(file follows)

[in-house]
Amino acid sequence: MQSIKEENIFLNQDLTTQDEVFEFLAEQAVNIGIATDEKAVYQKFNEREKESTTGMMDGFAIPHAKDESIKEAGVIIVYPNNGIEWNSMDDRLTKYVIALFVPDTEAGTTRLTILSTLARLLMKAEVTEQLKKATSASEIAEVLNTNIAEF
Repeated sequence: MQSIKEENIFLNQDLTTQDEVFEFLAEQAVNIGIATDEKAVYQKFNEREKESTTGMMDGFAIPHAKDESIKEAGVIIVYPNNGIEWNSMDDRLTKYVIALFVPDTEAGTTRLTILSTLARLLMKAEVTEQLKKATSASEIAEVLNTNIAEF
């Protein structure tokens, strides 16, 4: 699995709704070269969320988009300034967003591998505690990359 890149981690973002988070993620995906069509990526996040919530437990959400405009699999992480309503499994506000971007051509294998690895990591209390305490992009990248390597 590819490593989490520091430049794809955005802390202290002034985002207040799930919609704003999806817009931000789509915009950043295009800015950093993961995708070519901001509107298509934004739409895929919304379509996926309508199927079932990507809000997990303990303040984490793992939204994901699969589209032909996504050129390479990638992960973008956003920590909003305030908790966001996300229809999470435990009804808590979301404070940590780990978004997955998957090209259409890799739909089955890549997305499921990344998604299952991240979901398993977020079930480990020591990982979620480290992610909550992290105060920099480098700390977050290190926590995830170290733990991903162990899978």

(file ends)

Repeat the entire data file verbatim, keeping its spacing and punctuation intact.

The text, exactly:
[in-house]
Amino acid sequence: MQSIKEENIFLNQDLTTQDEVFEFLAEQAVNIGIATDEKAVYQKFNEREKESTTGMMDGFAIPHAKDESIKEAGVIIVYPNNGIEWNSMDDRLTKYVIALFVPDTEAGTTRLTILSTLARLLMKAEVTEQLKKATSASEIAEVLNTNIAEF
Repeated sequence: MQSIKEENIFLNQDLTTQDEVFEFLAEQAVNIGIATDEKAVYQKFNEREKESTTGMMDGFAIPHAKDESIKEAGVIIVYPNNGIEWNSMDDRLTKYVIALFVPDTEAGTTRLTILSTLARLLMKAEVTEQLKKATSASEIAEVLNTNIAEF
């Protein structure tokens, strides 16, 4: 699995709704070269969320988009300034967003591998505690990359 890149981690973002988070993620995906069509990526996040919530437990959400405009699999992480309503499994506000971007051509294998690895990591209390305490992009990248390597 590819490593989490520091430049794809955005802390202290002034985002207040799930919609704003999806817009931000789509915009950043295009800015950093993961995708070519901001509107298509934004739409895929919304379509996926309508199927079932990507809000997990303990303040984490793992939204994901699969589209032909996504050129390479990638992960973008956003920590909003305030908790966001996300229809999470435990009804808590979301404070940590780990978004997955998957090209259409890799739909089955890549997305499921990344998604299952991240979901398993977020079930480990020591990982979620480290992610909550992290105060920099480098700390977050290190926590995830170290733990991903162990899978």